We sat in her blue Jetta smoking our favorite
cigarettes and talking about our least favorite
things. Her very least was me.
I knew the obvious answer was her
but instead I mentioned the spider
spooling about its art above the speedometer.
She said the psychic told her I’d say that.
I flicked the used butt however
it hit the drivers-side window
and landed near the pedal.
I stomped furiously.
The psychic said that would happen
She dropped down the visor mirror and
started painting her face, glancing at me
every so often with veiny-brown eyes.
She checked her phone idly.
She did that thing where she whips her
hair back over the headrest dramatically.
Of course this week her hair is jet black again,
I didn’t have to ask Miss Cleo about that.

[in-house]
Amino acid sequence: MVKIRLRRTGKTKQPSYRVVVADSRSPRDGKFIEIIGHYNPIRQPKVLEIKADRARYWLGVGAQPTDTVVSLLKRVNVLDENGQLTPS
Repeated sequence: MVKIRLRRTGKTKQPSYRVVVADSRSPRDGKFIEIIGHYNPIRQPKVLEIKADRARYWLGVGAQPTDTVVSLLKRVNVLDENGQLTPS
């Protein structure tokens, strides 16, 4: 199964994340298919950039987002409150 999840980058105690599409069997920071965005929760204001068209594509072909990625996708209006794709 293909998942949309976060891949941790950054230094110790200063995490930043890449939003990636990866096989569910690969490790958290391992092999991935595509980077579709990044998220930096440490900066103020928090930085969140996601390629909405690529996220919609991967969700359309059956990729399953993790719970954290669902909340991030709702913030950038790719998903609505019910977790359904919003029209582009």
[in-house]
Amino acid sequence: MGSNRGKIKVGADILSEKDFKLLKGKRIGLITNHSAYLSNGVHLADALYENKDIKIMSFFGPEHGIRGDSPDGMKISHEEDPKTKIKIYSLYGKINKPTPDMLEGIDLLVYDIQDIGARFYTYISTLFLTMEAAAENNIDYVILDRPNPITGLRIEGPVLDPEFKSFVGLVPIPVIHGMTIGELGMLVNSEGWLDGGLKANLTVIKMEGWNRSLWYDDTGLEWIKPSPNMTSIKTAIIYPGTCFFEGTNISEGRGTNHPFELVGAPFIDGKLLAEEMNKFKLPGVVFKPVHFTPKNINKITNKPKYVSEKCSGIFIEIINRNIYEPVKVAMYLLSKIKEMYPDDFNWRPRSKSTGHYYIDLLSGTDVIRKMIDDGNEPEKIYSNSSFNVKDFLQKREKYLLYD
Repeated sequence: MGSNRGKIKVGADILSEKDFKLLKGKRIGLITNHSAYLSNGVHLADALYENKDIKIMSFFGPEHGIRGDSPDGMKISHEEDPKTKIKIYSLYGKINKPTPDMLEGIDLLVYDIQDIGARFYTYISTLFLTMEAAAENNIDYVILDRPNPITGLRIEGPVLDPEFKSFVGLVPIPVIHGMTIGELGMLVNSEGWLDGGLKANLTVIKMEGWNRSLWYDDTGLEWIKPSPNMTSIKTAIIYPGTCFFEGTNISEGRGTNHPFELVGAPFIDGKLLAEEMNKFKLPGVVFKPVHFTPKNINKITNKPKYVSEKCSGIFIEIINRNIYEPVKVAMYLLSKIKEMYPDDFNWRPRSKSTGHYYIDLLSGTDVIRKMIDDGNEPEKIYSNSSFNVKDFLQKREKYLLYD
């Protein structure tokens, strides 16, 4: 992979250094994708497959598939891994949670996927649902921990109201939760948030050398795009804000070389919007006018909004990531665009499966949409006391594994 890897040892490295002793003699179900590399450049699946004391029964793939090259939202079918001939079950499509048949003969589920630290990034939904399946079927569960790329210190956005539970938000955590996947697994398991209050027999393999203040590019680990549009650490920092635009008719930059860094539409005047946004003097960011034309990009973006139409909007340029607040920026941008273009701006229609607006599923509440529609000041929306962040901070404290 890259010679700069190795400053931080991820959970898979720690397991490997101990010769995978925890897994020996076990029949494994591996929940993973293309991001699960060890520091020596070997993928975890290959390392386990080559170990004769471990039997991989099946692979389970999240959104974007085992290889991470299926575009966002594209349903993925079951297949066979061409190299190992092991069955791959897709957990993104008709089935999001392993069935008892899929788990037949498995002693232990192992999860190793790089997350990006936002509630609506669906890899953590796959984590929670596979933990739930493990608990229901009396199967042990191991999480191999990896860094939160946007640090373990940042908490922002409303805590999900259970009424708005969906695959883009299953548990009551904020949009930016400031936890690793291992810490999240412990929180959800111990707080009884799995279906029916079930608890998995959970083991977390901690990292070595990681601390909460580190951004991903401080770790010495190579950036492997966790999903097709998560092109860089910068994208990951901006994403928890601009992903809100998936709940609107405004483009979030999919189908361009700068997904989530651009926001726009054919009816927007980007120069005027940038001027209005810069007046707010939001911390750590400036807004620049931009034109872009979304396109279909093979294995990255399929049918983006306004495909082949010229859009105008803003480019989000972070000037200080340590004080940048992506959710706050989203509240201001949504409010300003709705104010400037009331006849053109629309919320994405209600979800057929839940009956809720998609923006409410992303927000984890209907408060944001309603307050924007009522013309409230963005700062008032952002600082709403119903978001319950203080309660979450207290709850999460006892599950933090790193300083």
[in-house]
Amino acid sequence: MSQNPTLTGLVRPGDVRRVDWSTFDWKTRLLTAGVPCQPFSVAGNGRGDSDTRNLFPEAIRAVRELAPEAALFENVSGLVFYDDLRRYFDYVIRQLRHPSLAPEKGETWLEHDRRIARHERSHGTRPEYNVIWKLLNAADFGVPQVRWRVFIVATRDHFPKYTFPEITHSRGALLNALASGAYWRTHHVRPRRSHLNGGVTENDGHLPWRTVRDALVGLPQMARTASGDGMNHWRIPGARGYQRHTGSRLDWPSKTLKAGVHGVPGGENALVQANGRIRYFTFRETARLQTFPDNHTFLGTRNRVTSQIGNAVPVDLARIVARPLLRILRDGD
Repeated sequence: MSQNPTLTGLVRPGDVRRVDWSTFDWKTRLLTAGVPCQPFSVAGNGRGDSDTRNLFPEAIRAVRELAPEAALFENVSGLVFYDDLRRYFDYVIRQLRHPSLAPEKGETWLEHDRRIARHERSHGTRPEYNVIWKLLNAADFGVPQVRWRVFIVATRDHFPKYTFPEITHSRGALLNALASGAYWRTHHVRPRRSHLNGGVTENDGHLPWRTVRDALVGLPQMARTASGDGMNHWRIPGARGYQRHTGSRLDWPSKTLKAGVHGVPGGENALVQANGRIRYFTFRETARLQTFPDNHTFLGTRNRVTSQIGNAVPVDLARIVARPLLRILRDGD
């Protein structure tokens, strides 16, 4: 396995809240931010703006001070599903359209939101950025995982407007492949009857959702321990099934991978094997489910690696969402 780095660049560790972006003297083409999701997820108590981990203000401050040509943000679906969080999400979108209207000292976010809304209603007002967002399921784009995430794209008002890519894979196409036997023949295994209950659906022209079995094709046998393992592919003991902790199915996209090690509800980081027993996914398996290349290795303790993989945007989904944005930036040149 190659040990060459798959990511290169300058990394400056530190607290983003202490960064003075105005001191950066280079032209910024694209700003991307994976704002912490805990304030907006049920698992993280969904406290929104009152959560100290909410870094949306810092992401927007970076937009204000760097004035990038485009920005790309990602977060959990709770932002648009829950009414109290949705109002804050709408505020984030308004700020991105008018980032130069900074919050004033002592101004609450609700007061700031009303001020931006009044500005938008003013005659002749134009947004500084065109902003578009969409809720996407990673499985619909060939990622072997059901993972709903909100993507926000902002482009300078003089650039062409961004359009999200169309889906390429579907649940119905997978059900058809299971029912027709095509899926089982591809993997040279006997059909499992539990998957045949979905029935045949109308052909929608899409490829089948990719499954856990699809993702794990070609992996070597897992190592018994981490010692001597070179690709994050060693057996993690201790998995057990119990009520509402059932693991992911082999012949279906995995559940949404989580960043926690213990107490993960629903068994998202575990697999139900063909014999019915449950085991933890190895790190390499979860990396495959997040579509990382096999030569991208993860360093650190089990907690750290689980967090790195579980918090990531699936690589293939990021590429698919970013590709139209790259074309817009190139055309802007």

She said the psychic (mind you in assured,
relayed speech…mind you looking
off towards the ether) was right about everything.
That I was a confused boy mixing potions
of love and and strong like.
That she thought about women sometimes.
That the demon who confronted us
wasn’t worried about my bible talk.
That I’d end up like Father Damien,
when her wraps came loose.
I said a number of things back at her.
The psychic knew, down to third cigarette I
was puffing at.
In a fury, I scooped up the web and the little
spider and put it all in my mouth.
She said the psychic said that I would
be in a fury and eat not only the spider
but also the web and that it would be gross.
Hearing enough, I turned into a gigantic spider
awkwardly crumpled in the front seat,
trying not to poison the girl next to me.
If spiders could talk, I would’ve asked
if her precious soothsayer mentioned my
She said that this is exactly why she went
to the psychic in the first place, because
I was always doing this sort of thing.
Erric Emerson’s work has been featured in Neon, Collage, and Control. He is currently the poetry editor for Duende literary journal, the inaugural issue of which will go live in October 2014.
Artwork: Odilon Redon, “The Crying Spider,” 1881.